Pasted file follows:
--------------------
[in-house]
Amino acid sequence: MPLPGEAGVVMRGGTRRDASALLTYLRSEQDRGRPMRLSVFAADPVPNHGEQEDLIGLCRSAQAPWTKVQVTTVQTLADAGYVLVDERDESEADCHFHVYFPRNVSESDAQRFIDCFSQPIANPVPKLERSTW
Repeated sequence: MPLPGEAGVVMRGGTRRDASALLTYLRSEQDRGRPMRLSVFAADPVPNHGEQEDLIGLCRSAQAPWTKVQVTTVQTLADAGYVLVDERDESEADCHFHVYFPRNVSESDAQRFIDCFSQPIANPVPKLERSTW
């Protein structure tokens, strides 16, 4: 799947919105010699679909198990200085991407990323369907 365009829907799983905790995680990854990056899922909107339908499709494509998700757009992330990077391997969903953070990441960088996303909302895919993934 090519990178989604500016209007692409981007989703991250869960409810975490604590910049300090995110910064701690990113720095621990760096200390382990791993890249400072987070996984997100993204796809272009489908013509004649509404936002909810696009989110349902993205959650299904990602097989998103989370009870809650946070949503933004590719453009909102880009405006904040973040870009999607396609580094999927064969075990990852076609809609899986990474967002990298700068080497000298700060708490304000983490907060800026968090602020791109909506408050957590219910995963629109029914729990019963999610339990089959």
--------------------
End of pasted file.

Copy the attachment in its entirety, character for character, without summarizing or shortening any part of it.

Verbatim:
[in-house]
Amino acid sequence: MPLPGEAGVVMRGGTRRDASALLTYLRSEQDRGRPMRLSVFAADPVPNHGEQEDLIGLCRSAQAPWTKVQVTTVQTLADAGYVLVDERDESEADCHFHVYFPRNVSESDAQRFIDCFSQPIANPVPKLERSTW
Repeated sequence: MPLPGEAGVVMRGGTRRDASALLTYLRSEQDRGRPMRLSVFAADPVPNHGEQEDLIGLCRSAQAPWTKVQVTTVQTLADAGYVLVDERDESEADCHFHVYFPRNVSESDAQRFIDCFSQPIANPVPKLERSTW
């Protein structure tokens, strides 16, 4: 799947919105010699679909198990200085991407990323369907 365009829907799983905790995680990854990056899922909107339908499709494509998700757009992330990077391997969903953070990441960088996303909302895919993934 090519990178989604500016209007692409981007989703991250869960409810975490604590910049300090995110910064701690990113720095621990760096200390382990791993890249400072987070996984997100993204796809272009489908013509004649509404936002909810696009989110349902993205959650299904990602097989998103989370009870809650946070949503933004590719453009909102880009405006904040973040870009999607396609580094999927064969075990990852076609809609899986990474967002990298700068080497000298700060708490304000983490907060800026968090602020791109909506408050957590219910995963629109029914729990019963999610339990089959």